San Francisco trans community seeks justice

May 15, 2007

On March 16, someone strangled Ruby Ordeñana, a 27-year old Nicaraguan transgender woman who lived in the Mission District of San Francisco. Ordeñana’s murder is not an isolated event. In the Bay Area in the past year, there have been at least three other violent attacks on transgender women of color. The National Coalition of Anti-Violence Programs has identified increasing rates of transgender women of color homicides since the year 2005. Puck Lo reports.

 

Script

Ruby Ordeñana’s murder is a painful example of the violence transwomen face, particularly if they are poor or of color. Naomi Clark provides free legal services to low-income transgender, intersex, and gender non-conforming people with the Sylvia Rivera Law Project in New York City.

If you ask yourself, ‘Why are the people who are being killed are low income transwomen of color?’ it’s obviously an intersection of a lot of things. Not only the disproportionate violence that poor people and people of color face because of racism and classism in our society, but also, women are already considered disposable people relative to men in so many ways.

Femicide- the systematic killing of women based on their gender- has different characteristics from the murders of men, often involving sexual violence. A United Nations figure asserts that between 40 and 70 percent of female murder victims in the United States are killed by their husbands or boyfriends.

And women who are transgender fare even worse, according to Clark:

When you add that on top of the fact that trans people are targeted due to being sort of ‘rejects’ from the gender system that is supposed to be totally fixed, immutable, stable – then you have a whole picture of this extreme misogyny.

Following Ordeñana’s murder, a coalition of friends, family, organizations and community members held a memorial last week. Ana Rivera, a friend of Ordeñana, says Ruby’s death –like many others – could have been prevented.

I really think that a lot of my sisters would not have died the way they have died, if they had been able to access services that would’ve allowed them to further their education, get proper housing…So they wouldn’t necessarily have had to be in those situations that they’ve been in and wound up dead.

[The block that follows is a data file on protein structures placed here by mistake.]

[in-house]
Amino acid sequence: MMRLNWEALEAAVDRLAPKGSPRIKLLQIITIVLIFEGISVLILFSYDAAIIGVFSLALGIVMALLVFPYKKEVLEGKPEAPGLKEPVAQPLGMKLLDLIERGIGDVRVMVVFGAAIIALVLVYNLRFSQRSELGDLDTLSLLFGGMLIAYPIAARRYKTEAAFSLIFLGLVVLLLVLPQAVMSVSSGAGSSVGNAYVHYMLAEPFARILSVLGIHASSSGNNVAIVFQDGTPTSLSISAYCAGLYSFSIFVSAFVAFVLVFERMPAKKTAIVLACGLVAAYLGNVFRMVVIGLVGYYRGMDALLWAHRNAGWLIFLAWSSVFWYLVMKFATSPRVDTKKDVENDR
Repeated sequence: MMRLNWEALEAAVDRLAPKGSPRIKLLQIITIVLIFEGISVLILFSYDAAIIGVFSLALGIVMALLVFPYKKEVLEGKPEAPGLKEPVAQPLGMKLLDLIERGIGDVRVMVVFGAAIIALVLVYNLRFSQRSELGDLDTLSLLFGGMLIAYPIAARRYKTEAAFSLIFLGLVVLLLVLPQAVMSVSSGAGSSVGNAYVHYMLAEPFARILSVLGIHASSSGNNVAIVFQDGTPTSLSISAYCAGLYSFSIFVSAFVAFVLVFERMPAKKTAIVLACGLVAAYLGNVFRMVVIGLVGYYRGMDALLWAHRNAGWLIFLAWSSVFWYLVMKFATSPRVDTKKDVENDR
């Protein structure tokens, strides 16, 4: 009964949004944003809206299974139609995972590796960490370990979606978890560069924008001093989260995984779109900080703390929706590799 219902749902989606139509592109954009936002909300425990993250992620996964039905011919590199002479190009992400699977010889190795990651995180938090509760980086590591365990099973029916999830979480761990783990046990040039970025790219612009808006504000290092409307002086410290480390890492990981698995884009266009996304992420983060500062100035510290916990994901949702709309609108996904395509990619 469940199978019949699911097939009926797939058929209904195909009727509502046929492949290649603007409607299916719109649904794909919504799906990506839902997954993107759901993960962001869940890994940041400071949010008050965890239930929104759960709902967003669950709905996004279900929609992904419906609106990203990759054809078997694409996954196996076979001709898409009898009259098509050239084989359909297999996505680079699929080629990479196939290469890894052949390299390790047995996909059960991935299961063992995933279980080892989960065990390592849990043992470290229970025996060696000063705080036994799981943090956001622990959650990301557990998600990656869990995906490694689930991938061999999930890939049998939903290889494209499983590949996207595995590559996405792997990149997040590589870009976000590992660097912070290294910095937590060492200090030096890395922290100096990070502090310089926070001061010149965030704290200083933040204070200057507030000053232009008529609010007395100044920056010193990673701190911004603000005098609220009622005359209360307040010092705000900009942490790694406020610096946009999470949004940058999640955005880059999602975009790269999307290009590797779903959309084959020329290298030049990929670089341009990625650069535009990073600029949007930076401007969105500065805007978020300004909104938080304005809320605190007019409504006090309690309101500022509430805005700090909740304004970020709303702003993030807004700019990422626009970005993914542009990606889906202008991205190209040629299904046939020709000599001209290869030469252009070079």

Police have not apprehended any suspects for Ordeñana’s killing yet, three months later. In response to the rising number of murders of transgender women in the Bay Area, some organizations are lobbying to expand the scope of federal hate crime legislature to include attacks on gender non-conforming people.

One such proponent is Tina D’Elia of Communities United Against Violence, a queer advocacy organization in San Francisco.

Passing hate crime laws that are transgender identity inclusive will help make society aware of these crimes and of the bias that underlies them.

But attorney Alexander Lee from the Transgender, Gender Variant and Intersex Justice Project in San Francisco says passing harsher prison sentences won’t protect transwomen like Ruby.

He cites a study of hate crime convictions conducted by Howard University law professor, Lisa Crooms, showing that current legislation against race-based hate is used more frequently to prosecute people of color rather than perpetrators of racist attacks.

Extending hate crime laws won’t necessarily make targeted communities safer, or provide them with more resources – but they definitely increase the number of arrests that are made. And those arrests tend to be made in communities of color, who are more subject to police profiling and arrests.

Lee says that another reason federal hate crime legislation won’t end violence against the transgender community is because police officers themselves perpetuate half of all reported hate crimes committed against trans people in San Francisco. They are rarely prosecuted. That’s according to the findings of the National Coalition of Anti-Violence Programs in the year 2000.

Lee says that until the government and medical institutions change their policies that discriminate against transgender people, individual violent attacks against trans people will likely continue.

We need to look at all forms of violence against our community- both individual as well as those committed by institutions such as police, sheriffs, jails… the Departments of Public Health that don’t include treating transgender specific health care as important, as well as county governments that continue to allow intersex infant mutilation. Those things are levels of violence that perpetuate and encourage continuing physical hate against us by individuals, and the state needs to be held accountable for that.

In San Francisco, this is Puck Lo, FSRN.